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Puerto Vallarta News NetworkEditorials | Issues | November 2007 

Mexico's Centennial/Bicentenial Just Three Years Away
email this pageprint this pageemail usAllan Wall - PVNN


Mexico's proposed Bicentennial Tower, at a height of 984 feet, would be the tallest skyscraper in Latin America.
By some strange twists of fate, some of the dates in Mexican history display some interesting coincidences.

For example, Hernan Cortes and his Indian allies defeated the Aztecs in 1521, laying the foundation for modern Mexico. Three centuries later, in 1821, Mexico became independent from Spain.

Nowadays though, the actual 1821 independence anniversary is not remembered much. The 1810 anniversary, which was really the beginning of what later became the independence movement, is what is celebrated, on September 15th/16th of each year.

And that leads us to another notable coincidence, that of 1810 and 1910. The movement that became the Mexican Independence movement began in 1810. The Mexican Revolution began in 1910 (on November 20th, the day it is still celebrated.) That means that, just 3 years from now, in 2010, Mexico is slated to commemorate, in the same year, the centennial of the Revolution and the Bicentennial of the Independence movement (or what became the independence movement.)

In Mexico City there is a large arched structure known as the Monument to the Revolution. Ironically, this was constructed on the eve of the Revolution by dictator Porfirio Diaz, as a monument to Mexico's independence. But Porfirio abdicated and left the country, and the structure was dubbed a monument to the Revolution.

The Mexican Revolution lasted from 1910 to 1920, more or less. (There is disagreement as to when it actually ended.) Even today there is a lack of unanimity over its legacy.

The long-ruling PRI glorified the Mexican Revolution. That's because the faction that eventually won the Revolution organized itself into a political party that eventually became known as the Institutional Revolutionary Party.

In fact, the party's very name, the strange juxtaposition of "institutional" and "revolutionary" implied that PRI leaders were the ideological heirs of the Mexican Revolution, continuing to bestow its benefits to the Mexican people.

But the PRI no longer runs Mexico. In recent years, some Mexicans have criticized the Revolution for not being all it was cracked up to be. It's been belittled from the right end of the political spectrum, and on the left end (for not having gone far enough.)

In 2006, shortly before completing his presidential term, President Fox canceled the annual Mexican Revolution parade, on the grounds that it was an obsolete celebration which people didn't want to participate anymore. (However, another reason he canceled it was that on the same day AMLO (Andres Manuel Lopez Obrador) was having himself sworn as the "legitimate" president of Mexico in the Zocalo plaza.)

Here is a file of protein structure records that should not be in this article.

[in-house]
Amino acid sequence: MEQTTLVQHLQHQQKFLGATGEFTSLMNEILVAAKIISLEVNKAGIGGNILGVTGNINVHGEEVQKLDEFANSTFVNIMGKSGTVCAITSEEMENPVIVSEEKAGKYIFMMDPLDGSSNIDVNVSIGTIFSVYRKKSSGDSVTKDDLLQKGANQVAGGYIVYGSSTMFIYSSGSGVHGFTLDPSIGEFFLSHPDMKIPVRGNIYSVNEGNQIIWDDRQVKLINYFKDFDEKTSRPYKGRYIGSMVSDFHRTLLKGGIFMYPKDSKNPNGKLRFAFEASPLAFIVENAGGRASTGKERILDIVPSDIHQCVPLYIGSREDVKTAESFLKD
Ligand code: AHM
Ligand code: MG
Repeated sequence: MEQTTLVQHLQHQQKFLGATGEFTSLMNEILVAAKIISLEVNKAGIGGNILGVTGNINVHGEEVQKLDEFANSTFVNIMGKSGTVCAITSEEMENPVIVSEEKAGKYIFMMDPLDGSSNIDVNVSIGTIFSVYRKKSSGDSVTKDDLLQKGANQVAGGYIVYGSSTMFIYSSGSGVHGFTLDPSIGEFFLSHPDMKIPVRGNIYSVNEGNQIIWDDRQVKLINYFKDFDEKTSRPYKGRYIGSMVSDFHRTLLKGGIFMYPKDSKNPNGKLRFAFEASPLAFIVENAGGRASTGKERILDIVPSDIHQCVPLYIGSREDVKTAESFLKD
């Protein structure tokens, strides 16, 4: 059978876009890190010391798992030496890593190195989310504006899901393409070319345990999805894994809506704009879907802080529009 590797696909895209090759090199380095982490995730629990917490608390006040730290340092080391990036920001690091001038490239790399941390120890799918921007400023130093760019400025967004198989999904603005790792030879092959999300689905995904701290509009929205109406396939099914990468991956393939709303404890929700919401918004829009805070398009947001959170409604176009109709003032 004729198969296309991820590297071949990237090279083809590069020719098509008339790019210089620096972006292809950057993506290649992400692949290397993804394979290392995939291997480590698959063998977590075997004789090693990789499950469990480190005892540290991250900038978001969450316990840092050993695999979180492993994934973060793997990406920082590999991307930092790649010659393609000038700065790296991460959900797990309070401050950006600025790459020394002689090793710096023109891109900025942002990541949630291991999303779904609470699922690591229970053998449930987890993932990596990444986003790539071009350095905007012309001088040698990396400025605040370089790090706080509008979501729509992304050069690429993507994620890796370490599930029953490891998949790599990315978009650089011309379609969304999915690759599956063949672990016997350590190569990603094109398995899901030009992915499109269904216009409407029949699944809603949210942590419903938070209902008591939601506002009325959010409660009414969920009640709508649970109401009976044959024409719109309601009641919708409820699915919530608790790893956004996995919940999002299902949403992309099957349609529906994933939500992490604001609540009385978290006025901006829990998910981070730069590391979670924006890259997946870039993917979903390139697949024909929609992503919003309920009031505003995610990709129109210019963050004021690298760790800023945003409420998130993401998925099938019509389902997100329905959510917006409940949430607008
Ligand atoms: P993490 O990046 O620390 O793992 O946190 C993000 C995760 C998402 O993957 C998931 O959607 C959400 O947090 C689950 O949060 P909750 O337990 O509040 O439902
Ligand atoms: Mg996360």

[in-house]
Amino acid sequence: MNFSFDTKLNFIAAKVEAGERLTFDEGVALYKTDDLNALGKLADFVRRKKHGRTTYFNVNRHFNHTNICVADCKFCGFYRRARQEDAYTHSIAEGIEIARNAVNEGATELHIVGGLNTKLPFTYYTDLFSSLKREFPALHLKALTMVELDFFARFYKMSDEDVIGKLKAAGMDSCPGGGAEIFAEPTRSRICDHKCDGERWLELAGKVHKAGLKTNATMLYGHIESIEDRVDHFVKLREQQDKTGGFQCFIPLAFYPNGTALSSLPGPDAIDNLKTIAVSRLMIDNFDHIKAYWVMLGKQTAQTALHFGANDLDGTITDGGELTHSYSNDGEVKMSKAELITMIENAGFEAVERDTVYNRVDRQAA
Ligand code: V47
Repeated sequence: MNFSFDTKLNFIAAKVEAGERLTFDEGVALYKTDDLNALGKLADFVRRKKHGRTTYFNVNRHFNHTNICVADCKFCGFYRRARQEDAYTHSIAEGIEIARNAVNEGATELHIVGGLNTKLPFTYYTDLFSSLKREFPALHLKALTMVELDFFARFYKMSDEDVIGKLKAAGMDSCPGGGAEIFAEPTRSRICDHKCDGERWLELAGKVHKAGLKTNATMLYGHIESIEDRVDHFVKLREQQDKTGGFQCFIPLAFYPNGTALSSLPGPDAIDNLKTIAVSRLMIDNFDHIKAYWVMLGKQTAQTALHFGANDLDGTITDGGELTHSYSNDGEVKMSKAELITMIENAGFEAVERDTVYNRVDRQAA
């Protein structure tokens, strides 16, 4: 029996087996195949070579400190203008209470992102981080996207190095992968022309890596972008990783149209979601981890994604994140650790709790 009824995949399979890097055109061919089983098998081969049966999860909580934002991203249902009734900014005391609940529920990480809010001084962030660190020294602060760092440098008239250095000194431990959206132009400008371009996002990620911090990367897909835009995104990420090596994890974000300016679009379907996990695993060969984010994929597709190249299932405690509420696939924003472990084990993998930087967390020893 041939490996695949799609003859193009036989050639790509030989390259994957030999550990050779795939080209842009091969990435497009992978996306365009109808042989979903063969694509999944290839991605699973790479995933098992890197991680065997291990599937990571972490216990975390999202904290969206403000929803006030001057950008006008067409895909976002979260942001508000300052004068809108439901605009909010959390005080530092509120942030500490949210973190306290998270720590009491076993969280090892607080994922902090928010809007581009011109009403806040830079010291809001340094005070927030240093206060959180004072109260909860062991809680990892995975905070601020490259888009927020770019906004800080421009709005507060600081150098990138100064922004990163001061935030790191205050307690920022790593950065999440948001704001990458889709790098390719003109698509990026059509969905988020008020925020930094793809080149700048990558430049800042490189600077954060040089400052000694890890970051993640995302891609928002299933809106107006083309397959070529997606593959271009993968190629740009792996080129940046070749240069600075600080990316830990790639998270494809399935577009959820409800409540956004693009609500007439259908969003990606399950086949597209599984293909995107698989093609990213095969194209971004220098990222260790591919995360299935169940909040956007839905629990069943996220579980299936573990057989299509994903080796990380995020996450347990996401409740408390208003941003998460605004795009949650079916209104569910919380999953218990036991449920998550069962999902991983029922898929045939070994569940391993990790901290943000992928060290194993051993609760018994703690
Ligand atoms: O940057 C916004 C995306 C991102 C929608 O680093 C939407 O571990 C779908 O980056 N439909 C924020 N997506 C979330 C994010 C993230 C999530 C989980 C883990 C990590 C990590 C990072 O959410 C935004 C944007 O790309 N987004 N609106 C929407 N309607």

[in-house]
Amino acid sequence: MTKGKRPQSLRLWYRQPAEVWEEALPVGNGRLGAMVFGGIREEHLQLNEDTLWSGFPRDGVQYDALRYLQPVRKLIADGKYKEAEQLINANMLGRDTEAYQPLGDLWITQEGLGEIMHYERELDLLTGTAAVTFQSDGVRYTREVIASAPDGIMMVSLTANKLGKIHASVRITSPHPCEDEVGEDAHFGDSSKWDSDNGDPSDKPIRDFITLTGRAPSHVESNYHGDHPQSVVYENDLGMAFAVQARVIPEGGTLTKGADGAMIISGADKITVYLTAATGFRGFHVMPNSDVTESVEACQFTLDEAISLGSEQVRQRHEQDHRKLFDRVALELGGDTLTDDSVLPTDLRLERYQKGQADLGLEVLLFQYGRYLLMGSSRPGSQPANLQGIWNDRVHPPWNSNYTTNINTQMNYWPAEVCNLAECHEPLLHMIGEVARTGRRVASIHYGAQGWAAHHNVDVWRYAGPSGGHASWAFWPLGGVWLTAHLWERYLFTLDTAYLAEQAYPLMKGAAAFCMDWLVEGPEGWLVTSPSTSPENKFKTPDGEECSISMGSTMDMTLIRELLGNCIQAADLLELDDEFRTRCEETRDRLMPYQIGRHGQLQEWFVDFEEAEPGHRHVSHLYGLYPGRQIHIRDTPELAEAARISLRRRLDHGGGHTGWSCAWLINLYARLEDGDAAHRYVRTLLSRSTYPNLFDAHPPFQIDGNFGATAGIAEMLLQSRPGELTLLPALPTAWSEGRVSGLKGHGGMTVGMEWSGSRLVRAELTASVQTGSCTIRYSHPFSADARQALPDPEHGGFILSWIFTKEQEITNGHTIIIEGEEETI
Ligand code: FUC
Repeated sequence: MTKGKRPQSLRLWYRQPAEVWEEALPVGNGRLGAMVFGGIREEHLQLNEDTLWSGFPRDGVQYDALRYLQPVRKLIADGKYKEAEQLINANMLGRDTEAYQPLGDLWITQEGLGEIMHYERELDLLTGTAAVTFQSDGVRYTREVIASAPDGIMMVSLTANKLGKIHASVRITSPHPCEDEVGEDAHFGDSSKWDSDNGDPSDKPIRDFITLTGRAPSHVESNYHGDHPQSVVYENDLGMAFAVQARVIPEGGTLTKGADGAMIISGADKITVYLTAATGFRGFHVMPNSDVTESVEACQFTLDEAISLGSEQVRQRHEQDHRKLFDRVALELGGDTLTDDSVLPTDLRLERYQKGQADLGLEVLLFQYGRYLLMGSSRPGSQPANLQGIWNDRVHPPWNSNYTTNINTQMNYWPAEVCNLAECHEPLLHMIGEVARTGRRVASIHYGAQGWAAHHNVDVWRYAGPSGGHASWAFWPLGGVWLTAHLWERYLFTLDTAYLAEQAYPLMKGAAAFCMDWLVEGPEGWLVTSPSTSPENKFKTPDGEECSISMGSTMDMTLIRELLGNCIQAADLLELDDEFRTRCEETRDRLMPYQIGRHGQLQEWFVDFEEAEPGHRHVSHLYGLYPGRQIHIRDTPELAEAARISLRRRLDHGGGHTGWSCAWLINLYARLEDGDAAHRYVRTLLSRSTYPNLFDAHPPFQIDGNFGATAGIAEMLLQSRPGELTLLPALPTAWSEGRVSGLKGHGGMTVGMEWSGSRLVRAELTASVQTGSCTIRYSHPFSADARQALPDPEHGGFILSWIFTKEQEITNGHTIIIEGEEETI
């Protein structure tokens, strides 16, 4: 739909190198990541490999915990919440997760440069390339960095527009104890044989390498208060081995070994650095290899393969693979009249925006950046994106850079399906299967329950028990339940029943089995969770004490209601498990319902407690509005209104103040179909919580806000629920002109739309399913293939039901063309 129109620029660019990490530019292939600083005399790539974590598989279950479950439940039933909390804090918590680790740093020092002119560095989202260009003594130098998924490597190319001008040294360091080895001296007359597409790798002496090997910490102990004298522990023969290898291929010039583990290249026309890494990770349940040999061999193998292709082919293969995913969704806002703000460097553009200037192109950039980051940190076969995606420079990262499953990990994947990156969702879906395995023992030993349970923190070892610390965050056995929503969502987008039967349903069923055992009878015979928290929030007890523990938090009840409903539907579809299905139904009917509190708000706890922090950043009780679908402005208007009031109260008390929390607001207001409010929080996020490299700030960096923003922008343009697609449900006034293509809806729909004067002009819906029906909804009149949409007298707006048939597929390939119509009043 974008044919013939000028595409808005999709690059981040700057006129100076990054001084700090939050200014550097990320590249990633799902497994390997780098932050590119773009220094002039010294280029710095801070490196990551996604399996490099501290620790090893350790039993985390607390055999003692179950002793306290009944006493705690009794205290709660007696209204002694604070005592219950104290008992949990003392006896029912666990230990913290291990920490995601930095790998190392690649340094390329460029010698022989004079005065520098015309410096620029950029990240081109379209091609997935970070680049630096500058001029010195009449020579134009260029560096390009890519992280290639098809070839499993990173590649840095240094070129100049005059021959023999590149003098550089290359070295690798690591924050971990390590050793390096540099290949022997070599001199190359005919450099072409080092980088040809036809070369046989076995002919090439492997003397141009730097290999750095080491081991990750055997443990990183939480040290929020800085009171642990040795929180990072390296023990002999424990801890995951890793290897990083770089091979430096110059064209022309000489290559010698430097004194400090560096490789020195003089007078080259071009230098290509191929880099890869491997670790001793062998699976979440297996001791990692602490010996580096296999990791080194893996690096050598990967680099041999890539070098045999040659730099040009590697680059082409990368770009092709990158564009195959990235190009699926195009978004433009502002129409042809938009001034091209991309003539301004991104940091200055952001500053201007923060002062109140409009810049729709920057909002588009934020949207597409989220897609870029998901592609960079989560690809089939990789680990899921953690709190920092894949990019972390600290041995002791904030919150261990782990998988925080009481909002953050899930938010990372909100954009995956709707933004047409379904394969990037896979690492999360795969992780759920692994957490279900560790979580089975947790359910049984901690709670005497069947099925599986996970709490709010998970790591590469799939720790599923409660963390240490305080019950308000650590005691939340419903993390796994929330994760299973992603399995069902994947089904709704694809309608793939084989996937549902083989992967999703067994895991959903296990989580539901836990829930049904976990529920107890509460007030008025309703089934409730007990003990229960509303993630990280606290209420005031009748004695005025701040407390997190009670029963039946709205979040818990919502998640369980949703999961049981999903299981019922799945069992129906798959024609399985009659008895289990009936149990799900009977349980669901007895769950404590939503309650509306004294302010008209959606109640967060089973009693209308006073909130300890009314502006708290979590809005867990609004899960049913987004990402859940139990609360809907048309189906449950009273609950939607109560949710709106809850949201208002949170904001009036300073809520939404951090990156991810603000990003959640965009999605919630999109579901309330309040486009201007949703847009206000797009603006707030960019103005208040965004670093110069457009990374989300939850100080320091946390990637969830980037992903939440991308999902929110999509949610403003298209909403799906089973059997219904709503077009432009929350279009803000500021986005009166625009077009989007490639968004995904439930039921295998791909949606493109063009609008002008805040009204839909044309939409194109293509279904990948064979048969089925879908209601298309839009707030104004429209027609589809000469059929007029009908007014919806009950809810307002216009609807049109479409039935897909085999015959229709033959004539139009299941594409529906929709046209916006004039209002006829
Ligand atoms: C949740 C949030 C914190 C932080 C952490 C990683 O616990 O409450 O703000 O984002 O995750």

Some have gone so far as to repudiate the Mexican Revolution altogether, including noted Mexican pundit Sergio Sarmiento who calls the Revolution a "monumental failure."

It appears the legacy of the Mexican Revolution will continue to be debated and re-interpreted. How will future generations view the Revolution in the context of Mexico's historic national identity?

And what lessons should be drawn from it? A nation and its people need shared historical experiences, what Abraham Lincoln called "the mystic chords of memory" to bind them together. Annual commemorations help to affirm a nation's historical identity.

Yet as time goes by, a nation's history is re-examined and the changes in emphasis may ensue. In the United States, too, there are disputes over our own history and its significance.

Still, there's nothing like a big celebration. And a dual Independence Bicentennial and Revolution Centennial should definitely qualify as a big celebration.

Not only that, but a tower has been proposed for construction in Mexico City by 2010. It's called the Torre Bicentenario (Bicentennial Tower.) At a height of 984 feet (300 meters) it would be the tallest skyscraper in Latin America. It would have 70 floors, and its estimated cost would be $600 million. (Yet don't such projects always cost more than the estimates?)

The Torre Bicentenario would be located at the edge of Chapultepec Park, with its famous hilltop castle, forest and complex of museums.

The proposal is controversial, involving questions of traffic flow, property, the existing building on the proposed location, and of course, politics.

The Mexican federal government is against it, the Mexico City government is for it.

But even if the tower is constructed, it would be surpassed in height in 2011 by another proposed skyscraper, this one in Panama, which would stand at 346 meters, beating the Mexico City tower by 46 meters.

Well, it's something to think about.
Allan Wall is an American citizen who has been teaching English in Mexico since 1991, and writing articles about various aspects of Mexico and Mexican society for the past decade. Some of these articles are about Mexico's political scene, history and culture, tourism, and Mexican emigration as viewed from south of the border, which you can read on his website at AllanWall.net.

Click HERE for more articles by Allan Wall.



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